- It cannot be configured to directly listen to TCP/UDP/TLS Listeners

Since its a Layer 7 load balancer, it can understand layer 7:

- content type
- cookies
- custom headers
- user location
- app behaviour

And it can perform `application health check`.

 

    HTTP or HTTPS (SSL/TLS) are always terminated on the ALB

A new connection is made from ALB to the origin. Also, `All ALBs must have SSL certs if HTTPS is used`.

> ALBs are slower than NLB since more levels of network stack to be processed.

### ALB Rules

ALB have concept of rules, which direct connections that arrive at a listener.

- Rules are processed in priority order.
- Default rule acts as a catchall rule.

Rules can have conditions which can be used to check:

- host-header
- http-header
- http-request-method
- path-pattern
- query-string
- source-ip

Rules can have actions which can be:

- forward (forward traffic to a target group)
- redirect (can redirect traffic to another domain name)
- fixed-response (respond with a certain success or error code)
- authenticate-oidc (authenticate using open ID)
- authenticate-cognito (authenticate using cognito)

### ALB Rules example

Below is an example of a single ALB is forwarding the request to catagram application based on `host header` (Host Rule).

Same ALB can then forward requests to `alternative target group` that handles enterprise customers based on static source IP (Source IP Rule).

Same ALB can redirect requests coming from _doggogram.io_ to `https://catagram.io`.

![img](./imgs/scaling/ALBArchitecture2.webp)

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## Network Load Balancers

- Layer 4 load balancer
- Can work with TCP, TLS, UDP and TCP_UDP (TCP with UDP)
- Doesnt have any understand of HTTP and HTTPS
- They cant see headers, or cookies, or understand session
- Are very very fast (millions of rps, 25% of ALB latency)
- Ideal for apps that use SMTP, SSH, Custom Game protocols, financial apps not using HTTPS

Health check with NLB

- Checks only ICMP/TCP handshake
- Not app aware

Also,

    NLB's can have static IPs, so can be whitelisted (!important)

Can Forward TCP to instances.

    Which mean unbroken encryption between client and origin.
    No termination on the ELB.

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## How to choose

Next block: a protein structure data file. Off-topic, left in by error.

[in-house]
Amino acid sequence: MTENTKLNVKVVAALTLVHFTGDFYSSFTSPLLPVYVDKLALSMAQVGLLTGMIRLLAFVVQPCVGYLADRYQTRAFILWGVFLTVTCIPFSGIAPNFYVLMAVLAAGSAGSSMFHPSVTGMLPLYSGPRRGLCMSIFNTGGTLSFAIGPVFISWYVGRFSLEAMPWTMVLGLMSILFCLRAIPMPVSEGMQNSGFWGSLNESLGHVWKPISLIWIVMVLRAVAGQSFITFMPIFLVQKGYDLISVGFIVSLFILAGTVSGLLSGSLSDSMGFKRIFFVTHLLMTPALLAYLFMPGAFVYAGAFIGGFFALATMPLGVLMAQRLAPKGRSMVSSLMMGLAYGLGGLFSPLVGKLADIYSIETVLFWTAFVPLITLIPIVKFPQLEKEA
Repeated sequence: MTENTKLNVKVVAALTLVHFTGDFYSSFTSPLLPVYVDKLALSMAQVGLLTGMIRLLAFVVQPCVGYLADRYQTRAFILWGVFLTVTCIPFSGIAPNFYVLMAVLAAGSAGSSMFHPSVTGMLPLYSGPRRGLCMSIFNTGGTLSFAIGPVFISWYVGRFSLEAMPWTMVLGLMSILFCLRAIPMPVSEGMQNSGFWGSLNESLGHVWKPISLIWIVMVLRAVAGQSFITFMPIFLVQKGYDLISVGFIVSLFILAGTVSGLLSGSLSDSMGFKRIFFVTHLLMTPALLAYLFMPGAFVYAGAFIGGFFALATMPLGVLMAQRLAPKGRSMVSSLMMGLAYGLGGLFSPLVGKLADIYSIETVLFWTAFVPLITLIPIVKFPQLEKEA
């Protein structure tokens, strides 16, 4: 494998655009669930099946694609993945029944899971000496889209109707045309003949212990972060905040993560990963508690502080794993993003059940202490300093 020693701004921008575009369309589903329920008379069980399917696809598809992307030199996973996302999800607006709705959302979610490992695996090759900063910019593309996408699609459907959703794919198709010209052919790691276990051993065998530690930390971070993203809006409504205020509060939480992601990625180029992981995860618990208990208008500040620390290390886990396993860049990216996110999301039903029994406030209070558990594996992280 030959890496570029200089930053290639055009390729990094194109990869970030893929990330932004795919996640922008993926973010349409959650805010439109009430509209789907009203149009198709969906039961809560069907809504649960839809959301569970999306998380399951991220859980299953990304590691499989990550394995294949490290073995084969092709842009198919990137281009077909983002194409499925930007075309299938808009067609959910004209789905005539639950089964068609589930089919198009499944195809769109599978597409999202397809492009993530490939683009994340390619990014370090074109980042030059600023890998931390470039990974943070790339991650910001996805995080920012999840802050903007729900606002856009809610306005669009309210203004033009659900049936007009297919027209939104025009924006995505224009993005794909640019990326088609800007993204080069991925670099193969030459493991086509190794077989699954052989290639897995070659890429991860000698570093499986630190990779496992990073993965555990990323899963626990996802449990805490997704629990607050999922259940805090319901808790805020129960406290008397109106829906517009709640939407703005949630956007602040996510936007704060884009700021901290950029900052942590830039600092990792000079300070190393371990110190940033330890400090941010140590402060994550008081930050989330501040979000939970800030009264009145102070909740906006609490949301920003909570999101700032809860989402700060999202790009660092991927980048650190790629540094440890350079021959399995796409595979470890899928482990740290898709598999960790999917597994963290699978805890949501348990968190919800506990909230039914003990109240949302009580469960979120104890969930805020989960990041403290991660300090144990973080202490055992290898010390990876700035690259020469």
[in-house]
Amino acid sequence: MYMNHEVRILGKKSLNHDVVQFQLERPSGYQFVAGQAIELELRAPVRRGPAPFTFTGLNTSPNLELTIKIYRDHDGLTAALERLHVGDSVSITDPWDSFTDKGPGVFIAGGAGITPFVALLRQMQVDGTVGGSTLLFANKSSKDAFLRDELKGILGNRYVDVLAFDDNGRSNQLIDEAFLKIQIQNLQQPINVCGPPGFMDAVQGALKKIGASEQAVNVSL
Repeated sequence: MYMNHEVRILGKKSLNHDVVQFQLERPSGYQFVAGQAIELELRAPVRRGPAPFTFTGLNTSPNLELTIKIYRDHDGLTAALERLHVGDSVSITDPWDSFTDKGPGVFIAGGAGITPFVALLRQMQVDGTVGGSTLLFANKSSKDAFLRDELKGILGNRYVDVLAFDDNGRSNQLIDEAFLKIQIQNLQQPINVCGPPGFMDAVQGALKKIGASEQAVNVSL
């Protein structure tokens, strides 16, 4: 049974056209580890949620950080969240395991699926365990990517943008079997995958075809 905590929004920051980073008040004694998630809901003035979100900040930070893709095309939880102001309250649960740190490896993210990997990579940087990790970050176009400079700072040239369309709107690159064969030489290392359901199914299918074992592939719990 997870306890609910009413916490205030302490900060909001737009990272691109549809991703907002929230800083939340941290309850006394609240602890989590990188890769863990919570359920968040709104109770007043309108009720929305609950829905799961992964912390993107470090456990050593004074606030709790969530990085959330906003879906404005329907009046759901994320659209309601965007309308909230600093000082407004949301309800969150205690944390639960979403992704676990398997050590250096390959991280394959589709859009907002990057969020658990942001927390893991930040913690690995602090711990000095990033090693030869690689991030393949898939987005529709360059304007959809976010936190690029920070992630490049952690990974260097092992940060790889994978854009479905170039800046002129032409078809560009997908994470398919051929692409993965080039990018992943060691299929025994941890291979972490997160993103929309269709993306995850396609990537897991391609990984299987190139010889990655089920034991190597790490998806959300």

Use Network Load Balancer if:

- your application requires unbroken encryption
- static IP for whitelisting
- the fastest performance (million rps, 4 times of ALB)
- the protocol is not HTTP or HTTPS
- privatelink

Else choose Application Load Balancer

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# Launch Configuration and Templates

LC and LT lets you define anything that you define while launching a EC2 instance such as

- AMI, Instance Type, Storage, Key Pair
- Networking and Security Groups
- `Userdata` and IAM Role

> Launch Configuration and Templates are not editable

Launch Configuration

    used with Auto Scaling Groups

- doesnt support versions as well

Launch templates

    used with Auto Scaling Groups

    used also to launch EC2 instance directly from console or CLI

- Newer and recommended to use over launch configurations, they include the latest features and improvements.
- Provide T2/T3 Unlimited, placement groups with more.
- Supports versioning of templates.
- Can be used to save time when provisioning EC2 instances from the console UI / CLI.

> If you need to adjust a configuration, you must make a new one and launch it.

## Considerations

If you launching instance using LT, you need to specify the subnet to be used.

If you are using ASG with LT, ASG will choose the subnet automatically.

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# Auto Scaling Groups (ASG)

ASG is used with ELB and Launch Templates to deliver elatic architectures.

- ASG does automatic scaling and self-healing for EC2.

Key properties defined for an ASG are:

- Minimum
- Desired
- Maximum

Role of an ASG is to keep the number of instances at Desired capacity by provisioning or terminating instances.

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## Example

ASG is under a VPC and runs across one or more subnets.

It uses either a Launch Template (selected version) or Launch Configuration.

You can manually set the values for the ASG and it will set the number of instances using LT or LC.

![img](./imgs/scaling/ASGArchitecture1.webp)

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## Ways to adjust values of ASG

1. Manual Scaling - Manually adjust the desired capacity.
2. Scheduled Scaling - Based on schedule. Eg. sales, off hours.
3. Dynamic Scaling
   - Simple Scaling can be used to automate scaling based on metrics such as:
     - CPU Load
     - Memory
   - Stepped Scaling can be used to add or remove incrementally
   - Target Tracking can be used to scale using aggregate CPU, network, `request count per target`, etc
4. Cooldown Periods is used to wait between scaling actions (Since there is minimum billing period after an instance is provisioned, regardless how long it was used)

> Scaling Policies can `optionally` be defined in ASG.

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## ASG Health Checks

By default, ASG also checks the health of instances that they provision. This is done by using the `EC2 status checks`.

If an instance fails, EC2 will let ASG know about this failure. AGS will then terminate the current instance and provision a new EC2 instance in its place. This is called `self healing`.

### Self Healing using LC or LT

[When is the following required?]